|The Lord hath accomplished His fury; He hath poured out His fierce anger, and hath kindled a fire in Zion, and it hath devoured the foundations thereof| -- Lam.
In His triumphal entry into Jerusalem, oar Lord had wept for the woes of the city which would not own Him, and had foretold that the present generation should not pass away until His mournful words had been fulfilled. One alone of His Apostles was left to tarry until this coming for vengeance; the rest had all gone through the pains of martyrdom to their thrones in Heaven. St. Andrew died in Greece, bound on a cross shaped like the letter X, and preaching to the last. His friend, St. Philip, had likewise received the glory of the Cross in Asia; and the last of the Bethsaida band, St. Bartholomew, was tied to a tree and flayed alive, in Armenia. St. Matthew and St. Matthias died in Ethiopia or Abyssinia, leaving a Church which is still in existence; and St. Thomas was slain by the Brahmins in India, where the Christians of St. Thomas ever after kept up their faith among the heathen around. St. Jude died in Mesopotamia, after writing an epistle to his flock; and his brother, St. Simon Zelotes, also went by the same path to his rest; but their deaths only strengthened the Church, and their successors carried out the same work.
The judgments of God were darkening around Jerusalem. A procurator named Florus was more cruel and insulting than usual, and a tumult broke out against him. Agrippa tried to appease it, but the Jews pelted him with stones, and drove him out of Jerusalem; they afterwards burnt down his palace, and rose in rebellion all over Judea, imagining that the prophesied time of deliverance was come, and that the warlike Messiah of their imagination was at hand. Nero was much enraged at the tidings, and sent an army, under a plain blunt general, named Vespasian, to punish the revolt. This army subdued Galilee and Samaria, and was already surrounding Jerusalem, when Vespasian heard that there had been a great rebellion at home, and that Nero had been killed. He therefore turned back from the siege, to wait and see what would happen, having thus given the token promised by our Lord, of the time when the desolation of Jerusalem should be at hand, when the faithful were to flee. Accordingly, in this pause, all the Christians, marking well the signs of coming wrath, took refuge in the hills while the way was still open. Armies were seen fighting in the clouds; a voice was heard in the Holy of Holies saying, |Let us depart hence!| the heavily-barred gate of the Temple flew open of its own accord; and a man wandered up and down the streets day and night, crying, |Woe to Jerusalem! Woe! woe!| The Jews were hardened against all warning; they had no lawful head, but there were three parties under different chiefs, who equally hated the Romans and one another. They fought in the streets, so that the city was full of blood; and fires consumed a great quantity of the food laid up against the siege; yet still the blind Jews came pressing into it in multitudes, to keep the now unmeaning Feast of the Passover, even at the time when Vespasian's son, Titus, was leading his forces to the siege.
It was the year 70, thirty-seven years since that true Passover, when the Jews had slain the true Lamb, and had cried, |His Blood be on us and our children!| What a Passover was that, when one raging multitude pursued another into the Temple, and stained the courts with the blood of numbers! Meanwhile, Titus came up to the valleys around the crowned hill, and shut the city in on every side, digging a trench, and guarding it closely, that no food might be carried in, and hunger might waste away the strength of those within. Then began the utmost fulfilment of the curses laid up in the Law for the miserable race. The chiefs and their parties tore each other to pieces whenever they were not fighting with the enemy; blood flowed everywhere, and robbers rushed through the streets, snatching away every fragment of food from the weak. The famine was so deadly, that the miserable creatures preyed on the carcases of the dead; nay, |the tender and delicate woman| was found who, in the straits of hunger, killed her own babe, roasted, and fed upon him. So many corpses were thrown over the walls, that the narrow valleys were choked, and Titus, in horror, cried out that the Jews, not himself, must be accountable for this destruction.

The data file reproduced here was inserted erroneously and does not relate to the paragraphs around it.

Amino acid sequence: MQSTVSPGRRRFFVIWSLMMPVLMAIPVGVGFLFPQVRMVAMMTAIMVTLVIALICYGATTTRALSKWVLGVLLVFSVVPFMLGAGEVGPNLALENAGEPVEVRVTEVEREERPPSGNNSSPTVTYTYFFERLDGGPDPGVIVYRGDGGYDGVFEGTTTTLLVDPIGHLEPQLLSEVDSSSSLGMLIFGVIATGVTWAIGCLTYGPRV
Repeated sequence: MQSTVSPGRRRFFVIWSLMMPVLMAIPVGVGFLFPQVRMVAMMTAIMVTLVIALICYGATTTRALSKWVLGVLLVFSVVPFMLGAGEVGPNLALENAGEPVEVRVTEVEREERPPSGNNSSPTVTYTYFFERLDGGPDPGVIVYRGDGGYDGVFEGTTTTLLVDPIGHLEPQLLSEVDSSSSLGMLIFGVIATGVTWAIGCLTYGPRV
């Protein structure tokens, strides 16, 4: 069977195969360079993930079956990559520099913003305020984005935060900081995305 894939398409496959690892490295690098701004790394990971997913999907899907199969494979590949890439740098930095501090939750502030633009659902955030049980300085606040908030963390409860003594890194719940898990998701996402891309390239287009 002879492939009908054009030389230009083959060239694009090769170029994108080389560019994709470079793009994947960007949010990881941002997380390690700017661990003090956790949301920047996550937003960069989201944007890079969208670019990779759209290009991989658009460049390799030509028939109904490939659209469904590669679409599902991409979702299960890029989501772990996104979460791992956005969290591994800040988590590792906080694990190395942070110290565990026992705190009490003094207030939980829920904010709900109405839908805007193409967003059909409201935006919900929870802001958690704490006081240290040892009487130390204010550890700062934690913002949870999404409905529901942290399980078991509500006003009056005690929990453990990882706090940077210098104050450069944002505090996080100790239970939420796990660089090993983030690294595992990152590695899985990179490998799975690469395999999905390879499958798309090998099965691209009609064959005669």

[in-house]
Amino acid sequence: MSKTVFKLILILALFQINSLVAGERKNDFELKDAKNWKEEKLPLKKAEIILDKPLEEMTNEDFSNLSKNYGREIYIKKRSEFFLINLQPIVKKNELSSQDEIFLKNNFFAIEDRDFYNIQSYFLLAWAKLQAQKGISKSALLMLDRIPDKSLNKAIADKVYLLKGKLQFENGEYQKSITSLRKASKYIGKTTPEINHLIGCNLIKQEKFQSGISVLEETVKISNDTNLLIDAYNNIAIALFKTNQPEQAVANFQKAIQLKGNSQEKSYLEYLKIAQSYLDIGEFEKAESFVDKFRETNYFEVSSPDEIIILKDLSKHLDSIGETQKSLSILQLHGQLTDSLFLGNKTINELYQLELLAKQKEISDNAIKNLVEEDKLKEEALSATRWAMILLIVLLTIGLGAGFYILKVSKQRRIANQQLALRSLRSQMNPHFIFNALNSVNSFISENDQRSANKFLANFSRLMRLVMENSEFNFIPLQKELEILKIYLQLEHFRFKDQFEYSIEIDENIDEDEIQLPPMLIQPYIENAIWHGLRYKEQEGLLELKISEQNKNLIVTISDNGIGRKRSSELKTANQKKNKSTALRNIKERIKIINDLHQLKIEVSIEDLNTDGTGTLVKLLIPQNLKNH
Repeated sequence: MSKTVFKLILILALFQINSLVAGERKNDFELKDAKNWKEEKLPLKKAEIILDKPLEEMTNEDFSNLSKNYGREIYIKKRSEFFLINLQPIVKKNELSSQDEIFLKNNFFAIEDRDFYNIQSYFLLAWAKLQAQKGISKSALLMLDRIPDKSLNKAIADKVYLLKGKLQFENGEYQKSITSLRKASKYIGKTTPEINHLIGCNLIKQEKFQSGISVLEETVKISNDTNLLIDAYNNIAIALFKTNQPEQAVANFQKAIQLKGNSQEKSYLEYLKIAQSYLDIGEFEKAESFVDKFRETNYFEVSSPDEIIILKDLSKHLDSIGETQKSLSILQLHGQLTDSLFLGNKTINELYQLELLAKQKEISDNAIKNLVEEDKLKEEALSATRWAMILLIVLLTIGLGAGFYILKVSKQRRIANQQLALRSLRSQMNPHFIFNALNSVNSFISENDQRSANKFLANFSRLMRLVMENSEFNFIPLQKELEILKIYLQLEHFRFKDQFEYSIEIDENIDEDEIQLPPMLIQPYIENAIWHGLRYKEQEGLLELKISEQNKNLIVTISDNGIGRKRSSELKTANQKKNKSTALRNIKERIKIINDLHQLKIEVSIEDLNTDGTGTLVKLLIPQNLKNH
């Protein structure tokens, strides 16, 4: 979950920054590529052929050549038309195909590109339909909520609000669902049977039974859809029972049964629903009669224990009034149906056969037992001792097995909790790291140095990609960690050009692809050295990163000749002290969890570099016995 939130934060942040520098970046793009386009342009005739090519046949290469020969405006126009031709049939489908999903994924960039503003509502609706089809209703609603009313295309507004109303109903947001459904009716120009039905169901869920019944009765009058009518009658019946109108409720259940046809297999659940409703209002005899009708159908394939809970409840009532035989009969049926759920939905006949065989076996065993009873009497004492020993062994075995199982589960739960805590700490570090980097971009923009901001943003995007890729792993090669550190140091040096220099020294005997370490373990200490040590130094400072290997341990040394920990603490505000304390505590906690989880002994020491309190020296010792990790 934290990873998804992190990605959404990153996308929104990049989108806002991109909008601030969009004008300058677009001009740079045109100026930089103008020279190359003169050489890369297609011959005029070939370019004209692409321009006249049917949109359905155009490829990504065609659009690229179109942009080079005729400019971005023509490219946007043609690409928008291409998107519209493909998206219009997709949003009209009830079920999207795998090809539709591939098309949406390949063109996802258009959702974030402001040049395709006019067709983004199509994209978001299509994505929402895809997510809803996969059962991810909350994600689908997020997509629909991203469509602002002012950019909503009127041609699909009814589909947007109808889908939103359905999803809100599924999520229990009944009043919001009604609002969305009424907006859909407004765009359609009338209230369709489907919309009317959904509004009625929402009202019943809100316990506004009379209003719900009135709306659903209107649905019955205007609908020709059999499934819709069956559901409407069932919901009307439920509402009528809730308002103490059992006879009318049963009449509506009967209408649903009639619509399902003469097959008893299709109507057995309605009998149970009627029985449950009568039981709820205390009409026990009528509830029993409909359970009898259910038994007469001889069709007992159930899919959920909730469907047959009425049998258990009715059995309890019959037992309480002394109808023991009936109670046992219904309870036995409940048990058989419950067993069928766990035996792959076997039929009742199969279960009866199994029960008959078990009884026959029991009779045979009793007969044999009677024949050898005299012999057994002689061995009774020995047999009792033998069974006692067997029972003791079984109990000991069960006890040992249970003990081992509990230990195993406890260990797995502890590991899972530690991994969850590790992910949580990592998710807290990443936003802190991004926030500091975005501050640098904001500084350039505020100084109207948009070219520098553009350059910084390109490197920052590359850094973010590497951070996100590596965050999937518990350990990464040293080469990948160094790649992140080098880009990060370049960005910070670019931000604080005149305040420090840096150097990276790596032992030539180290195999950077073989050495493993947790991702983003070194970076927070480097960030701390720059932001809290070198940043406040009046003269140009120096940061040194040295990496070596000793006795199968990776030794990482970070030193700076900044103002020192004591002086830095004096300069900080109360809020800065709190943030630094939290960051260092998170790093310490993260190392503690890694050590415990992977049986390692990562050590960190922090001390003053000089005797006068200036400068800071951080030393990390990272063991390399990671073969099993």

For the sake of the Christian fugitives in the mountains, these dreadful days were shortened, and were not in the winter; and in August Titus's soldiers were enabled to make an entrance into the Temple. For the sake of its glorious beauty, he bade that the building should be spared; but it was under the sentence of our Lord, and his command was in vain. A soldier threw a torch through a golden window, and the flames spread fast while the fight raged; the space round the Altar was heaped with corpses, and streams of blood flowed like rivers. Ere the flames reached the Sanctuary, Titus went into it, and was so much struck with its beauty, that he did his utmost to save it, but all in vain; and the whole was burnt, with 6,000 poor creatures, whom a false prophet had led to the Temple, promising that a wonder should there be worked for their deliverance. The city still held out for twenty more days of untold misery; but at last the Romans broke in amid flames quenched in blood, and slaughter raged everywhere. Yet it was a still sadder sight to find the upper rooms of the houses filled with corpses of women and children, dead of hunger; and indeed, no less than a million of persons had perished in the siege, while there were 97,000 miserable captives, 12,000 of whom died at once from hunger. As Titus looked at the walls and towers, he cried out that God Himself must have been against the Jews, since he himself could never have driven them from such fortresses. He commanded the whole, especially the Temple, to be leveled with the ground, no two stones left standing, and the foundation to be sown with salt; and he carried off the Candlestick, Shewbread Table, and other sacred ornaments, to be displayed in his triumph. An arch was set up at Rome in honour of his victory, with the likeness of these treasures sculptured on it. It is still standing, and the figures there carved are the chief means we have of knowing what these holy ornaments were really like. He gave the Jews, some to work in the Egyptian mines, some to fight with wild beasts to amuse the Romans, and many more to be sold as slaves. Other people thus dispersed had become fused into other nations; but it was not so with the Jews. |Slay them not, lest my people forget it, but scatter them abroad among the heathen,| had been the prophecy of the Psalmist; and thus it has remained even to the present day. The piteous words of Moses have been literally fulfilled, and among the nations they have found no ease, neither has the sole of their foot found any rest; but the trembling heart, and failing eye, and sorrowful mind, have always been theirs. They have ever been loathed and persecuted by the nations where their lot has been cast, ever craving for their lost home, ever hoping for the Messiah of their own fancy. Still they keep their Sabbath on the seventh day; still they follow the rules of clean and unclean; and on each Friday, such as still live at Jerusalem sit with their faces to the wall, and lift up their voice in mournful wailing for their desolation. Their goodly land lies waste, the sky above like brass, the earth beneath like iron; her fruitfulness is over, and from end to end she is a country of ruins, a sign to all nations! Some there are who read in the prophecies hopes for the Jews, that they may yet return and learn Who is the Saviour. Others doubt whether this means that they will ever be restored as a nation; and still the Jews stand as a witness that God keeps His word in wrath as well as in mercy -- a warning that the children of the free New Covenant must fear while they are thankful.